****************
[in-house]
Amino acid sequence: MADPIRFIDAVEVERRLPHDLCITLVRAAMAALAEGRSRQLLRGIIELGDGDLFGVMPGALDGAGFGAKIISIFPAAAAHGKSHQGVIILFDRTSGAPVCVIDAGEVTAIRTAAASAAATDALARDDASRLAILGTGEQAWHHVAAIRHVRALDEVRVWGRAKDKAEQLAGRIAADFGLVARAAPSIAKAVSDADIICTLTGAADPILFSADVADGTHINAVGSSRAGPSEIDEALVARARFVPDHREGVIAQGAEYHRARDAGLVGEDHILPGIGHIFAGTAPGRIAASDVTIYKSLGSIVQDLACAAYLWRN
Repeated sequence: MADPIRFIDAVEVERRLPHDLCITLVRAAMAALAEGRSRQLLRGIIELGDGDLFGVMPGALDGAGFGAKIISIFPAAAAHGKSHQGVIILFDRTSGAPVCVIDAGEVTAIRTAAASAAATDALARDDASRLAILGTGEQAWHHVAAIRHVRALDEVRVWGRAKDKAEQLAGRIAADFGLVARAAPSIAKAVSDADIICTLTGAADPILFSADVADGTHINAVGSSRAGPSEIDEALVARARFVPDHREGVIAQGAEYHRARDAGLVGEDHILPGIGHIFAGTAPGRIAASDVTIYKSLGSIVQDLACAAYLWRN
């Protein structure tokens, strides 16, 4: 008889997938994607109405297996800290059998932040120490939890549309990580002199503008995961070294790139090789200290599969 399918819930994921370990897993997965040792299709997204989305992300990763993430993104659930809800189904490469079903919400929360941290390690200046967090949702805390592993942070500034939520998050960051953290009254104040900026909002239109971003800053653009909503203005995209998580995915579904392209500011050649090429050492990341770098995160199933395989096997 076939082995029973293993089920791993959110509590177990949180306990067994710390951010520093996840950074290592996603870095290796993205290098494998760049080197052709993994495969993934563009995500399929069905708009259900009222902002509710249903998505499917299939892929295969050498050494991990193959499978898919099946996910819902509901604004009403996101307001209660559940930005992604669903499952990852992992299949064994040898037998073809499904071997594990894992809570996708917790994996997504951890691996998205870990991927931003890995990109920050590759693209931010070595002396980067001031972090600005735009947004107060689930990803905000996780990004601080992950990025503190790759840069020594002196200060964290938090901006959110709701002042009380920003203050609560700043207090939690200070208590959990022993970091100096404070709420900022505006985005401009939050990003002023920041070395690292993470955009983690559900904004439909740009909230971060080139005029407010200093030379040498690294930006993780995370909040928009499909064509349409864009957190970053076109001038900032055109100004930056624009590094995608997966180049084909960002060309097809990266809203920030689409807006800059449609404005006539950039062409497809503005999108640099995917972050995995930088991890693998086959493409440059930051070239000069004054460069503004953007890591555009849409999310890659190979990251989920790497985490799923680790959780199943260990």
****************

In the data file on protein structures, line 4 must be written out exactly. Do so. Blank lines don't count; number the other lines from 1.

């Protein structure tokens, strides 16, 4: 008889997938994607109405297996800290059998932040120490939890549309990580002199503008995961070294790139090789200290599969 399918819930994921370990897993997965040792299709997204989305992300990763993430993104659930809800189904490469079903919400929360941290390690200046967090949702805390592993942070500034939520998050960051953290009254104040900026909002239109971003800053653009909503203005995209998580995915579904392209500011050649090429050492990341770098995160199933395989096997 076939082995029973293993089920791993959110509590177990949180306990067994710390951010520093996840950074290592996603870095290796993205290098494998760049080197052709993994495969993934563009995500399929069905708009259900009222902002509710249903998505499917299939892929295969050498050494991990193959499978898919099946996910819902509901604004009403996101307001209660559940930005992604669903499952990852992992299949064994040898037998073809499904071997594990894992809570996708917790994996997504951890691996998205870990991927931003890995990109920050590759693209931010070595002396980067001031972090600005735009947004107060689930990803905000996780990004601080992950990025503190790759840069020594002196200060964290938090901006959110709701002042009380920003203050609560700043207090939690200070208590959990022993970091100096404070709420900022505006985005401009939050990003002023920041070395690292993470955009983690559900904004439909740009909230971060080139005029407010200093030379040498690294930006993780995370909040928009499909064509349409864009957190970053076109001038900032055109100004930056624009590094995608997966180049084909960002060309097809990266809203920030689409807006800059449609404005006539950039062409497809503005999108640099995917972050995995930088991890693998086959493409440059930051070239000069004054460069503004953007890591555009849409999310890659190979990251989920790497985490799923680790959780199943260990």